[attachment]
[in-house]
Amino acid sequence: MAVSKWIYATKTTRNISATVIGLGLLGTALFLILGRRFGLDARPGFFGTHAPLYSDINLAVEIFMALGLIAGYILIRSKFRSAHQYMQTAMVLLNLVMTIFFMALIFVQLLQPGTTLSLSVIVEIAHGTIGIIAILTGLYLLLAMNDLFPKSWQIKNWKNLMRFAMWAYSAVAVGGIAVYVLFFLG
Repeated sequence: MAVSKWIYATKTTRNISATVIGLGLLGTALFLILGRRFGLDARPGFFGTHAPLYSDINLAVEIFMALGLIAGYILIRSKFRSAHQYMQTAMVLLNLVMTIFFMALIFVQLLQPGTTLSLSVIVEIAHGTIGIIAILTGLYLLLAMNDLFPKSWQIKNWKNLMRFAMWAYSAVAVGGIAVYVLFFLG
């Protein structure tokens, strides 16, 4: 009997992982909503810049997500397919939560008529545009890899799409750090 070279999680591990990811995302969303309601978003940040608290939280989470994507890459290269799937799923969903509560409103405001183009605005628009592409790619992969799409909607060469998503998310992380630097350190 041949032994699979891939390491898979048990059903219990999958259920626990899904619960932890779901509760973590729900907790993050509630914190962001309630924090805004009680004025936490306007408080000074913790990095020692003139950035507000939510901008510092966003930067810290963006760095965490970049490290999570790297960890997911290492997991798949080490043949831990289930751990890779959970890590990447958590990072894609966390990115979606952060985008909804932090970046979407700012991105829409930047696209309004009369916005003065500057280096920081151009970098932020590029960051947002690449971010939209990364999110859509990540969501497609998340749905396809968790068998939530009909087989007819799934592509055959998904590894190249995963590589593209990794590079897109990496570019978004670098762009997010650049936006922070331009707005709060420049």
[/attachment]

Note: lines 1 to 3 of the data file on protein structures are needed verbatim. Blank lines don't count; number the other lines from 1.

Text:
[in-house]
Amino acid sequence: MAVSKWIYATKTTRNISATVIGLGLLGTALFLILGRRFGLDARPGFFGTHAPLYSDINLAVEIFMALGLIAGYILIRSKFRSAHQYMQTAMVLLNLVMTIFFMALIFVQLLQPGTTLSLSVIVEIAHGTIGIIAILTGLYLLLAMNDLFPKSWQIKNWKNLMRFAMWAYSAVAVGGIAVYVLFFLG
Repeated sequence: MAVSKWIYATKTTRNISATVIGLGLLGTALFLILGRRFGLDARPGFFGTHAPLYSDINLAVEIFMALGLIAGYILIRSKFRSAHQYMQTAMVLLNLVMTIFFMALIFVQLLQPGTTLSLSVIVEIAHGTIGIIAILTGLYLLLAMNDLFPKSWQIKNWKNLMRFAMWAYSAVAVGGIAVYVLFFLG